IDC Forecasts Uphill Sales Climb For Windows 10 Mobile

Microsoft's been hard at work trying to unite devices from different categories under a single ecosystem, and spreading Windows 10 Mobile to the masses is one of the keys to achieving that goal. The good news for Microsoft is that at least one market research firm is projecting an uptick in smartphones running Windows 10 Mobile over the next few years.

International Data Corporation (IDC) projects that Windows Phone shipments will tally 31.3 million units by the end of the year, giving Microsoft a 2.2 percent share of the smartphone OS market. By 2019, shipments will reach 43.6 million units. That's not a bad jump, though IDC's perspective tilts towards the gloomy side.

Microsoft Lumia 950 and Lumia 950 XL

That's because the market research firm is focused on market share. Despite the rise in shipments, IDC predicts Windows Phone devices will account for just 2.3 percent of the smartphone market in 2019, essentially remaining flat over the course of at least the next four years.

"Despite all the effort Microsoft has put into the launch of Windows 10, IDC does not expect Microsoft's share of the smartphone OS market to grow much over the coming years," IDC said. "In 2015, IDC expects the average selling price (ASP) of Windows Phones to be $148, which is $71 lower than Android's ASP of $219. This was brought about by the Microsoft/Nokia push into the low-end mass market. While this approach helped drive shipments up to 34.9 million units in 2014, IDC is forecasting a year-over-year decline of -10.2 percent in 2015, followed by further decline in 2016. The weak results can largely be attributed to the lack of OEM partner support."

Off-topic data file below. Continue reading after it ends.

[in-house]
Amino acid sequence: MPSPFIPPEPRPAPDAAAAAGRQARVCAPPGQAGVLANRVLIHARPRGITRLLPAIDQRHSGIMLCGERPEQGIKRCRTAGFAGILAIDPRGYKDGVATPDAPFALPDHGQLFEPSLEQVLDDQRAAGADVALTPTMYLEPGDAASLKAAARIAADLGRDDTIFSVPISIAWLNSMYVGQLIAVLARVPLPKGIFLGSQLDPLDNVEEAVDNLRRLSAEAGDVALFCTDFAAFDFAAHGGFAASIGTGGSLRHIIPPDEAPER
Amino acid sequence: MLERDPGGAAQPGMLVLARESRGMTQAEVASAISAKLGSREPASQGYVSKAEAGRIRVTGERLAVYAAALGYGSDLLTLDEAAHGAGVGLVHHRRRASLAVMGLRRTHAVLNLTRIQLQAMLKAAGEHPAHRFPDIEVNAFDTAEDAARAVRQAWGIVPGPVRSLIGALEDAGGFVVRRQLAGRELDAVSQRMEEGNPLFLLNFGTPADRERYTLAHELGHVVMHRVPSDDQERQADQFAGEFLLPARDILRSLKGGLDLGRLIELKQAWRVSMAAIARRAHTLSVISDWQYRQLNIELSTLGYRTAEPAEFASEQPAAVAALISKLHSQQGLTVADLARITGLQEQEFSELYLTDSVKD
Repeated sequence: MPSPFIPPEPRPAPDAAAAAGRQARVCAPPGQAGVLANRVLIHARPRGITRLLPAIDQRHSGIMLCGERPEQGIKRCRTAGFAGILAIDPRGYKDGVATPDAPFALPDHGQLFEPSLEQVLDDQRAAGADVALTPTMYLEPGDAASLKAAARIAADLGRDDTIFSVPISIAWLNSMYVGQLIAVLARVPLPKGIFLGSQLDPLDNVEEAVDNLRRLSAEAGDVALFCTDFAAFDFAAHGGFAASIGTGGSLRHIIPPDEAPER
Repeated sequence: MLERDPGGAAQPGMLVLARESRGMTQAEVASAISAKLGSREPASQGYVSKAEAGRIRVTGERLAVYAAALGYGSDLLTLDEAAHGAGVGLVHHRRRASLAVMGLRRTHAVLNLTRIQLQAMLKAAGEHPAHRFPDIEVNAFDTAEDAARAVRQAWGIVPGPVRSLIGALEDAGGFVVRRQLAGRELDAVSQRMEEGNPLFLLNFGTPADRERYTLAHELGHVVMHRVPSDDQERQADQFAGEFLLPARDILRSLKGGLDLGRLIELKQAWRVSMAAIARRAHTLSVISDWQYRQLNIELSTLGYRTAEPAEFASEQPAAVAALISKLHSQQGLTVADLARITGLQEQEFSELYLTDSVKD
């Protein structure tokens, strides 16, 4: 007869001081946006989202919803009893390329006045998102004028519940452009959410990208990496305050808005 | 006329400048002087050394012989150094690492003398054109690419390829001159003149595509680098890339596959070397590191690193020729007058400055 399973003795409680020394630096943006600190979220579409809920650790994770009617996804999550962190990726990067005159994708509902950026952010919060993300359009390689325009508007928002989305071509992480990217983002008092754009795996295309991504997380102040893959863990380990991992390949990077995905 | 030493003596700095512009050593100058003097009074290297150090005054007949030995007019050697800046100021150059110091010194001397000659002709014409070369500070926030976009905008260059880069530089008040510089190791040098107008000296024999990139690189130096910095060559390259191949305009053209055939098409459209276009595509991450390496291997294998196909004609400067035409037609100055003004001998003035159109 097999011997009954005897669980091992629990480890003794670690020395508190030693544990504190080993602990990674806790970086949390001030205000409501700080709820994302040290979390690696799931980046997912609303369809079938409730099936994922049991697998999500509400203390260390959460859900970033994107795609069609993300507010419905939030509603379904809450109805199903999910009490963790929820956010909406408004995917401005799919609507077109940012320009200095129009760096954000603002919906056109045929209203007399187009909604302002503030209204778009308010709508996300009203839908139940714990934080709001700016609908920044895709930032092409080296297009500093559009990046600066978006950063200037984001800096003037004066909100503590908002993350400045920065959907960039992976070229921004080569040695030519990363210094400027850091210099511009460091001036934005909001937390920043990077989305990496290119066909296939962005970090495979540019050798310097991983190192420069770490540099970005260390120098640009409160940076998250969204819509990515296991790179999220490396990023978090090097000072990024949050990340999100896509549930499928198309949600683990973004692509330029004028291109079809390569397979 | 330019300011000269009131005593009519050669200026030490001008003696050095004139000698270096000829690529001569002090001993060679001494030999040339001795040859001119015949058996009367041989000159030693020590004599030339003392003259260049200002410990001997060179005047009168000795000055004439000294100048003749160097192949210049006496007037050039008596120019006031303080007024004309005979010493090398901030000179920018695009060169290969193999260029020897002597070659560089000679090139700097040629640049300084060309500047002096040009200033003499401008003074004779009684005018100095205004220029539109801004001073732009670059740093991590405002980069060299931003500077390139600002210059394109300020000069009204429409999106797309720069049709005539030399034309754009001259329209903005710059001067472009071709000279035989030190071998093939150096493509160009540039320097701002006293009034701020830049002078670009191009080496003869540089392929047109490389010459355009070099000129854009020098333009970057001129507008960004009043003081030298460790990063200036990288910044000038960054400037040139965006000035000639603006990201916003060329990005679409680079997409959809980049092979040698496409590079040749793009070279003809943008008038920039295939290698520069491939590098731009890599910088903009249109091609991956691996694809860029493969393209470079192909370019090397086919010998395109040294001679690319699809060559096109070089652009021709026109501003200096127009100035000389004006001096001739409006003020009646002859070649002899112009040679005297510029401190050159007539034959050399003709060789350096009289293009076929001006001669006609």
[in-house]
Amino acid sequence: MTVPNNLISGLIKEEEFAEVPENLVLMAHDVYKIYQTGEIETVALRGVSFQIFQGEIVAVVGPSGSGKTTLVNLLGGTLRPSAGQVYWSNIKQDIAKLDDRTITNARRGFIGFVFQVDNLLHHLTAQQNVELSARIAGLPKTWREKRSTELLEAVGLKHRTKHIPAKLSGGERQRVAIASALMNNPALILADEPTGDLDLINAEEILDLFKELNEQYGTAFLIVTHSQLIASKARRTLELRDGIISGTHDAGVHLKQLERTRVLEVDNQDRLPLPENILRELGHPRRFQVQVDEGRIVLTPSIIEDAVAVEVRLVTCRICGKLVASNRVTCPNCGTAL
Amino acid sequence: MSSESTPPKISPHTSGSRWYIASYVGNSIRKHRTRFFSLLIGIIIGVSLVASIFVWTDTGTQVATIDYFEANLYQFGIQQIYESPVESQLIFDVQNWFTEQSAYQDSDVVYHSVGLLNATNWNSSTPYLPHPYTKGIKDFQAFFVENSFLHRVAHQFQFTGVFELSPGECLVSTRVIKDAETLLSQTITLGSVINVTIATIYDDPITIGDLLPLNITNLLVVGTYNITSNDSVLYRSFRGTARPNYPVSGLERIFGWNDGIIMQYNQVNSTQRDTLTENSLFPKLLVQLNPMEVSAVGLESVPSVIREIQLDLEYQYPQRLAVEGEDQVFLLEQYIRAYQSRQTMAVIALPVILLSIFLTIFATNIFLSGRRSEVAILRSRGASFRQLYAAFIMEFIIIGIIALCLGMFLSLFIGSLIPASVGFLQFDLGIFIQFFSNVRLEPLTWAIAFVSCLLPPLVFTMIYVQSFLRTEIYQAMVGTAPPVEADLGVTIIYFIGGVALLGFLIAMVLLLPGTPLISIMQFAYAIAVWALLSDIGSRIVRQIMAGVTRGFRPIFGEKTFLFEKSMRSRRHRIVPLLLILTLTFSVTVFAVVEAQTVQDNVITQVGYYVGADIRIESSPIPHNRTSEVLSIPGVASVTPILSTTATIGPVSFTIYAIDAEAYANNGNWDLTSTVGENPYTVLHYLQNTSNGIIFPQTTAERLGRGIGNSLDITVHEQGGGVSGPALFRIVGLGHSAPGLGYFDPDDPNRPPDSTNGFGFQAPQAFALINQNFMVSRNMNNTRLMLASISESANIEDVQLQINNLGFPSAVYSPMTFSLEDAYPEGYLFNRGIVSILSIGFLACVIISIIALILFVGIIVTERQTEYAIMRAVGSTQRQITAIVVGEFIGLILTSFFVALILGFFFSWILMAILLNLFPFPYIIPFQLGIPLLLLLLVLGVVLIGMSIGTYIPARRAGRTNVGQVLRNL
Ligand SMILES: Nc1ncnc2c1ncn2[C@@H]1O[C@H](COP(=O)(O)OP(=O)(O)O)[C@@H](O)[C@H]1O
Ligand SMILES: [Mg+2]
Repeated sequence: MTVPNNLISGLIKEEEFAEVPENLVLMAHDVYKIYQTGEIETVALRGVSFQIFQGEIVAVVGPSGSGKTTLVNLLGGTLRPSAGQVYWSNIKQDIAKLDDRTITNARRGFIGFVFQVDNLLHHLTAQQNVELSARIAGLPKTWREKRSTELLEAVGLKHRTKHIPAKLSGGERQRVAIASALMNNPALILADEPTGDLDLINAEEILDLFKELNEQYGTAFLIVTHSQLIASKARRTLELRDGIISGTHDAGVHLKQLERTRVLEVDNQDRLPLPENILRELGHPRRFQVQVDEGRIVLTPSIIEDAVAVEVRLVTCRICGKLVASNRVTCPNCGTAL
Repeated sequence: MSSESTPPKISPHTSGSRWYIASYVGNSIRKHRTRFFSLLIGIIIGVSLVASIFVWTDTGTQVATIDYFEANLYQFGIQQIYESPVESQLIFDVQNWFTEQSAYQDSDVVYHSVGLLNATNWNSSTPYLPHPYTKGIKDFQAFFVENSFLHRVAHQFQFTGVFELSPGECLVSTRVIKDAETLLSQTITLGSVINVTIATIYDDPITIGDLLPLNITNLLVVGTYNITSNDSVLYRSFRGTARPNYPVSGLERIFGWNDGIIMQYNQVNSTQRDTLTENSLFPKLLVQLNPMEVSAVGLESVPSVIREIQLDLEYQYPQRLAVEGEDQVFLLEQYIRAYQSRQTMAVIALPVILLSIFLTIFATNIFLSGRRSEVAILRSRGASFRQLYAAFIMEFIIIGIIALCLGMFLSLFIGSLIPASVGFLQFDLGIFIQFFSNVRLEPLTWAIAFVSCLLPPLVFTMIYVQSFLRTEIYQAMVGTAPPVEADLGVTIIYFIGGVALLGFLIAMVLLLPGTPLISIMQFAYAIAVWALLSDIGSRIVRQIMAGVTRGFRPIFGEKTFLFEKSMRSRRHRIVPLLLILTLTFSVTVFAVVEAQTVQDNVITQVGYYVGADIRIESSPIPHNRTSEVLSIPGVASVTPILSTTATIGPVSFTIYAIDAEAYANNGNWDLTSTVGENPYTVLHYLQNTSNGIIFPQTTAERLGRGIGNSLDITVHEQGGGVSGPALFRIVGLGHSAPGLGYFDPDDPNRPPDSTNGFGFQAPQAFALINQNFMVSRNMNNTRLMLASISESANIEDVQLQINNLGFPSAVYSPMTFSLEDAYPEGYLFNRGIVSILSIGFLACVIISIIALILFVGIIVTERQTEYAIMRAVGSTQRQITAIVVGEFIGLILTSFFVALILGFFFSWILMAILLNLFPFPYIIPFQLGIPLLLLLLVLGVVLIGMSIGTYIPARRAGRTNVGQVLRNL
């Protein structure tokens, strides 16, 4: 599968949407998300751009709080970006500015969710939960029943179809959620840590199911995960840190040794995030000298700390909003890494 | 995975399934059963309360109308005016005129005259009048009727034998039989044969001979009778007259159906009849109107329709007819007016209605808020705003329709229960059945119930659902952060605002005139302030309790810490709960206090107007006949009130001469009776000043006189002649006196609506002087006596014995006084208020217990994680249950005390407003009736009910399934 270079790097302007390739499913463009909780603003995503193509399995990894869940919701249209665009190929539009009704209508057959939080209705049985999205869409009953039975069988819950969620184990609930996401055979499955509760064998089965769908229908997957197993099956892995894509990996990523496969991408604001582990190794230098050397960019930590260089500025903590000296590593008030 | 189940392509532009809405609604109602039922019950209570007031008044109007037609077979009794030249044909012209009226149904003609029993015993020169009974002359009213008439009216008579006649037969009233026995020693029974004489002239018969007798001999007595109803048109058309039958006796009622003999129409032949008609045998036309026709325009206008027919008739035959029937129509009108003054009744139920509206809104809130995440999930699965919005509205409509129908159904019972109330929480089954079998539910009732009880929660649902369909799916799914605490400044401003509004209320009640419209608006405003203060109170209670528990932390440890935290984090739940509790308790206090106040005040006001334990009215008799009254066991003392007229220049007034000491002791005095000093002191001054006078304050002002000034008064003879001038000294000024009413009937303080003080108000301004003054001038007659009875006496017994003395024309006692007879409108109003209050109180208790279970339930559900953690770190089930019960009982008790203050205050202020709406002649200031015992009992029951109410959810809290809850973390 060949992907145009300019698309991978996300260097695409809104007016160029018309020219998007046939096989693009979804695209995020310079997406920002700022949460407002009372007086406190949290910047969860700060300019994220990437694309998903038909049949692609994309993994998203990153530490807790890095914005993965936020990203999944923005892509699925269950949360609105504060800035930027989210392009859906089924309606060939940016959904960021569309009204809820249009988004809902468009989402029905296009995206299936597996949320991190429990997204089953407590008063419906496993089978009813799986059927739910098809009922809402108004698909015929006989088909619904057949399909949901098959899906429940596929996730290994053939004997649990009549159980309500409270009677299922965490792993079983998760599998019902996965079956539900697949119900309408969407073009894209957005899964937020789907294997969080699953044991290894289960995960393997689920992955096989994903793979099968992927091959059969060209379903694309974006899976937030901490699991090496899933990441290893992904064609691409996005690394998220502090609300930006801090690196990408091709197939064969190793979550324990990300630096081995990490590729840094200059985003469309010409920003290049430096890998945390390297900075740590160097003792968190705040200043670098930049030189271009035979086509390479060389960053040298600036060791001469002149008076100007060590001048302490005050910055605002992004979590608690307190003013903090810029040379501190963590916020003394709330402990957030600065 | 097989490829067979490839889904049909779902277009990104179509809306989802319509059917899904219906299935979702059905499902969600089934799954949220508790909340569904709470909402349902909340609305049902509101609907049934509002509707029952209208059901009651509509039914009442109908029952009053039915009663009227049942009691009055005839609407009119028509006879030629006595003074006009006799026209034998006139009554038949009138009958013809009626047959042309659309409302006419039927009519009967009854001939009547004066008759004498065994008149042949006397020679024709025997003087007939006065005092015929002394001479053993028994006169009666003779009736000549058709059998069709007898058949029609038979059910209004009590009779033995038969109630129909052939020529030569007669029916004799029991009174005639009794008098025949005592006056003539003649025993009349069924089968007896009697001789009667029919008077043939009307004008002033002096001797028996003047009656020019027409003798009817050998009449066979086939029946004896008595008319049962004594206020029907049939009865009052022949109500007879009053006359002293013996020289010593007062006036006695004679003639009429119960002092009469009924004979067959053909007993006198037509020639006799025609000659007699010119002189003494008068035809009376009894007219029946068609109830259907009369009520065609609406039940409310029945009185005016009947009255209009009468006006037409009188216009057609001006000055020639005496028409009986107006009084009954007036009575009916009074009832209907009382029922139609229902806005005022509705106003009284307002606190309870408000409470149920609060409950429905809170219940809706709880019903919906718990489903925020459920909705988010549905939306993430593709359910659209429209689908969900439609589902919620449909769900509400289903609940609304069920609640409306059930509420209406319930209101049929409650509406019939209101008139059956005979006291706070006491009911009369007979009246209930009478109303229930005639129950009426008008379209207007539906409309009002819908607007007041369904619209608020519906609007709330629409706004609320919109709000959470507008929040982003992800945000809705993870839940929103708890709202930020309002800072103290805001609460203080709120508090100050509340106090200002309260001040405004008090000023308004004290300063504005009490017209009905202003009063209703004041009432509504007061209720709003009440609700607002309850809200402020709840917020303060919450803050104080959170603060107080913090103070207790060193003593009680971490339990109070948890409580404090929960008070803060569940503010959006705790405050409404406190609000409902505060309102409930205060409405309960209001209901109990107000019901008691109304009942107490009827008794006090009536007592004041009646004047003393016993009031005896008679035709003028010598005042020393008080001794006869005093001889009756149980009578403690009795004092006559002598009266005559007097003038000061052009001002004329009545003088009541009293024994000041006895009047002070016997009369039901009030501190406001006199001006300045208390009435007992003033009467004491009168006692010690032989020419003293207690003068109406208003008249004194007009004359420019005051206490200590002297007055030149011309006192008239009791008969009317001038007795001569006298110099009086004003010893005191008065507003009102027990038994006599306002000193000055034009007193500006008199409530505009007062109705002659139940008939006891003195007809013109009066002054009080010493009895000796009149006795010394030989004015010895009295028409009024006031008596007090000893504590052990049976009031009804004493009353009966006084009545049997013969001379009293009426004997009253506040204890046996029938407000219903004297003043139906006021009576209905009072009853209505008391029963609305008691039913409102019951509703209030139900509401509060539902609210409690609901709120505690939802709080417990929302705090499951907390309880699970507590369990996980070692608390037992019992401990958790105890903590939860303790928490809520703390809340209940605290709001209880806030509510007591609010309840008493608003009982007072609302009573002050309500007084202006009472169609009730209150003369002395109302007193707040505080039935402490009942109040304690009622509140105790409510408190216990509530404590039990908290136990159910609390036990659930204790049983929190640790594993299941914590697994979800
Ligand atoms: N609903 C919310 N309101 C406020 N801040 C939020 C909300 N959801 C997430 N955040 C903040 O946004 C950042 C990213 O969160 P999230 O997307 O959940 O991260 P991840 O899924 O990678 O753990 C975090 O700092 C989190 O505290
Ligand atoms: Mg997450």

One thing the research firm might not be taking into full account is Microsoft's push into high end territory. Its recently released Lumia 950 and Lumia 950 XL devices are flagship handsets with tantalizing hardware, marred for the moment through an exclusivity agreement with AT&T.

IDC didn't just pick on Microsoft, the research firm was sour on the smartphone market as a whole, which is set to record its full year of single-digit growth ever at 9.8 percent.